Research increasingly suggests that low emotional awareness may be associated with symptoms of depression and anxiety among children and adolescents. However, because most studies have been cross-sectional, it has remained unclear whether low emotional awareness predicts subsequent internalizing symptoms. The current study used longitudinal data to examine the role of emotional awareness as a transdiagnostic predictor of subsequent symptoms of depression and anxiety. Participants were 204 youth (86 boys and 118 girls) ages 7–16 who completed self-report measures of emotional awareness, depressive symptoms, and anxiety symptoms at baseline, as well as measures of depression and anxiety symptoms every 3 months for a year. Results from hierarchical mixed effects modeling indicated that low baseline emotional awareness predicted both depressive and anxiety symptoms across a 1-year period. These findings suggest that emotional awareness may constitute a transdiagnostic factor, predicting symptoms of both depression and anxiety, and that emotional awareness training may be a beneficial component of treatment and prevention programs for youth depression and anxiety.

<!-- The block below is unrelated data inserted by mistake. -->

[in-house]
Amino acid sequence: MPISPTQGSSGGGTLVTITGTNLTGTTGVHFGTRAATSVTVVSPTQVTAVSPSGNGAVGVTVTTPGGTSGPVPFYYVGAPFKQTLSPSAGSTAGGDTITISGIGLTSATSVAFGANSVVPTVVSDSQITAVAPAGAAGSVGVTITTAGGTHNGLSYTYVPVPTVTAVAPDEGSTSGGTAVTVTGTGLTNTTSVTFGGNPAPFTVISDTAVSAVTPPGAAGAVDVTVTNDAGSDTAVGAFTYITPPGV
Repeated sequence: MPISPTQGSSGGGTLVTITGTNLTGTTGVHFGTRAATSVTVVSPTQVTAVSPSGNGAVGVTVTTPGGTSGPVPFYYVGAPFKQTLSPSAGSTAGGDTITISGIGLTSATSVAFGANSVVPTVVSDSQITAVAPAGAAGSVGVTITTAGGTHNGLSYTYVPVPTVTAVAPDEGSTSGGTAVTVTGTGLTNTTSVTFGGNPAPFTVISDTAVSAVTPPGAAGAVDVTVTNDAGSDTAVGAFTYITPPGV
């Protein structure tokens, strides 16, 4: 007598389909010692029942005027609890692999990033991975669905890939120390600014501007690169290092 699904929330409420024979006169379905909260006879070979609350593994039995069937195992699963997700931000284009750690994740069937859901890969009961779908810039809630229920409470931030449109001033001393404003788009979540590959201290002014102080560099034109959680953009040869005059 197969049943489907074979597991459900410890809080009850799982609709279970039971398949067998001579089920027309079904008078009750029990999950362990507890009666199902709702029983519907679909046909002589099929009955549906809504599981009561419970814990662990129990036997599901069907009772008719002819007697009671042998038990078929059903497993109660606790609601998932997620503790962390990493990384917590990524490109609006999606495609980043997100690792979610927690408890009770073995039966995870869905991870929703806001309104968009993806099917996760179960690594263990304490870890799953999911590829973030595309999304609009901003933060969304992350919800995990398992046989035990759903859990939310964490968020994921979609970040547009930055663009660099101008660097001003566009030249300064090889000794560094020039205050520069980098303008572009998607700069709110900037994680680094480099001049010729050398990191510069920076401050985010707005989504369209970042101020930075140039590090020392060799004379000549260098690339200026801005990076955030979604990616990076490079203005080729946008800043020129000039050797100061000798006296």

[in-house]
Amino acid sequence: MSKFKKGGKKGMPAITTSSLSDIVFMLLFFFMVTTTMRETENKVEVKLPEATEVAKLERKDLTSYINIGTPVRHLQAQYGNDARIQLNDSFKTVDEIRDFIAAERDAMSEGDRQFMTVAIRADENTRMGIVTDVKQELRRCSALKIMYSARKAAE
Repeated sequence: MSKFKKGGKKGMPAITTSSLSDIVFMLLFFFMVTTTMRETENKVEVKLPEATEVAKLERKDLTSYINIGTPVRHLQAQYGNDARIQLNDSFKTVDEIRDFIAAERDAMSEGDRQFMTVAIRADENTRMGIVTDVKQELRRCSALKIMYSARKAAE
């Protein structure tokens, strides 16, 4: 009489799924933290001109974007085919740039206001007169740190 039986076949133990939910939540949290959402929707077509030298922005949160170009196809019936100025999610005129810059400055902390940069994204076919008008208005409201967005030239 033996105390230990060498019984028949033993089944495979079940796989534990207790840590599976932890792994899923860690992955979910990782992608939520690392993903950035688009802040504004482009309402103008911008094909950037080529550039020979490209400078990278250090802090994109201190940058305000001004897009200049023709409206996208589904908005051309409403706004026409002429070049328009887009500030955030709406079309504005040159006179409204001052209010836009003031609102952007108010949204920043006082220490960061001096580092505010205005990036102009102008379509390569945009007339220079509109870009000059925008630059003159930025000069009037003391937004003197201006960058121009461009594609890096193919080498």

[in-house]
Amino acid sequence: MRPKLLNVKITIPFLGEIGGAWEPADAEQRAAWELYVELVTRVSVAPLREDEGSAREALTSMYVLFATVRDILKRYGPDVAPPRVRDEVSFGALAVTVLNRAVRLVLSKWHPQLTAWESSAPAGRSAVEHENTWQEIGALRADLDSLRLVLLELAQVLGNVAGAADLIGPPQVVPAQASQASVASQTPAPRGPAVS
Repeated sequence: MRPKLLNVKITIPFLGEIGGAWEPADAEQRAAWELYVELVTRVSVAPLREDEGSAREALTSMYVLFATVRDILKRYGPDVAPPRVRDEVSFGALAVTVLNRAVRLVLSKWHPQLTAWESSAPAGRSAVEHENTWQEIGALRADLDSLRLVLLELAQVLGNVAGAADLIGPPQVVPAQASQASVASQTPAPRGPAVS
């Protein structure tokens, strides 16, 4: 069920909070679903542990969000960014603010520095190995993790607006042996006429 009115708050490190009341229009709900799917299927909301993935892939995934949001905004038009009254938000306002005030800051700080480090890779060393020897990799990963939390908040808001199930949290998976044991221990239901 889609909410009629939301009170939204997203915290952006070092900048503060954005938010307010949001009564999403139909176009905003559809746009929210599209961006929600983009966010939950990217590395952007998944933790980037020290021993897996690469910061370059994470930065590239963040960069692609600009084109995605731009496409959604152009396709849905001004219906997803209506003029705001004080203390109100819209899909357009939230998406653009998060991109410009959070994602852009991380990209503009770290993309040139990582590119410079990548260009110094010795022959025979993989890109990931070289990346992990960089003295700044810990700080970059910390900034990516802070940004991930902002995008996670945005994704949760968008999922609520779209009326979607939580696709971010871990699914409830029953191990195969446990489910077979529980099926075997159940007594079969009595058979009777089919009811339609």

|Original language||English (US)|
|Number of pages||8|
|Journal||Journal of Clinical Child and Adolescent Psychology|
|State||Published - May 3 2016|
ASJC Scopus subject areas
- Developmental and Educational Psychology
- Clinical Psychology